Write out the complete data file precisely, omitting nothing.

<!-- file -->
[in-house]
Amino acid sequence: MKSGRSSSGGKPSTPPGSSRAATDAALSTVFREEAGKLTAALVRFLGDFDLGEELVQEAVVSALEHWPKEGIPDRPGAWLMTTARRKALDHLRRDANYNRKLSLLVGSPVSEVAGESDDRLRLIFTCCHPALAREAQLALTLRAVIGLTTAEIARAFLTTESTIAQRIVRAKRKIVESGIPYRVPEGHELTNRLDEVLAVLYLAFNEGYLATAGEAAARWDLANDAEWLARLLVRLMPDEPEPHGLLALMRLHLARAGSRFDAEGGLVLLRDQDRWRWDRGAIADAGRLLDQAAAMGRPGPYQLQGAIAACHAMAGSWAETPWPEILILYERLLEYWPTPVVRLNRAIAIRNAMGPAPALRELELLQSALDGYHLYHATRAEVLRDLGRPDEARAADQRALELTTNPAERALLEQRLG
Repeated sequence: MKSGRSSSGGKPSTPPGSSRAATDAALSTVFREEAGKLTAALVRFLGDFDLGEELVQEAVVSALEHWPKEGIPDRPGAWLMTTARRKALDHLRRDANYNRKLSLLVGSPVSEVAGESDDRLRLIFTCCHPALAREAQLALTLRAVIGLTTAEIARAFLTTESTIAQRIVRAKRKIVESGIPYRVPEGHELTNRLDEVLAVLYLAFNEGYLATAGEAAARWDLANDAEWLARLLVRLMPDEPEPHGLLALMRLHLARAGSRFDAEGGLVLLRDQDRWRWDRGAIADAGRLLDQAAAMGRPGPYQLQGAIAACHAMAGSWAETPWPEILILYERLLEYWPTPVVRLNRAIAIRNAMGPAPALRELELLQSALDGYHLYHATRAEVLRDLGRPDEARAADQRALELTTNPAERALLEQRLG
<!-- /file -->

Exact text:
[in-house]
Amino acid sequence: MKSGRSSSGGKPSTPPGSSRAATDAALSTVFREEAGKLTAALVRFLGDFDLGEELVQEAVVSALEHWPKEGIPDRPGAWLMTTARRKALDHLRRDANYNRKLSLLVGSPVSEVAGESDDRLRLIFTCCHPALAREAQLALTLRAVIGLTTAEIARAFLTTESTIAQRIVRAKRKIVESGIPYRVPEGHELTNRLDEVLAVLYLAFNEGYLATAGEAAARWDLANDAEWLARLLVRLMPDEPEPHGLLALMRLHLARAGSRFDAEGGLVLLRDQDRWRWDRGAIADAGRLLDQAAAMGRPGPYQLQGAIAACHAMAGSWAETPWPEILILYERLLEYWPTPVVRLNRAIAIRNAMGPAPALRELELLQSALDGYHLYHATRAEVLRDLGRPDEARAADQRALELTTNPAERALLEQRLG
Repeated sequence: MKSGRSSSGGKPSTPPGSSRAATDAALSTVFREEAGKLTAALVRFLGDFDLGEELVQEAVVSALEHWPKEGIPDRPGAWLMTTARRKALDHLRRDANYNRKLSLLVGSPVSEVAGESDDRLRLIFTCCHPALAREAQLALTLRAVIGLTTAEIARAFLTTESTIAQRIVRAKRKIVESGIPYRVPEGHELTNRLDEVLAVLYLAFNEGYLATAGEAAARWDLANDAEWLARLLVRLMPDEPEPHGLLALMRLHLARAGSRFDAEGGLVLLRDQDRWRWDRGAIADAGRLLDQAAAMGRPGPYQLQGAIAACHAMAGSWAETPWPEILILYERLLEYWPTPVVRLNRAIAIRNAMGPAPALRELELLQSALDGYHLYHATRAEVLRDLGRPDEARAADQRALELTTNPAERALLEQRLG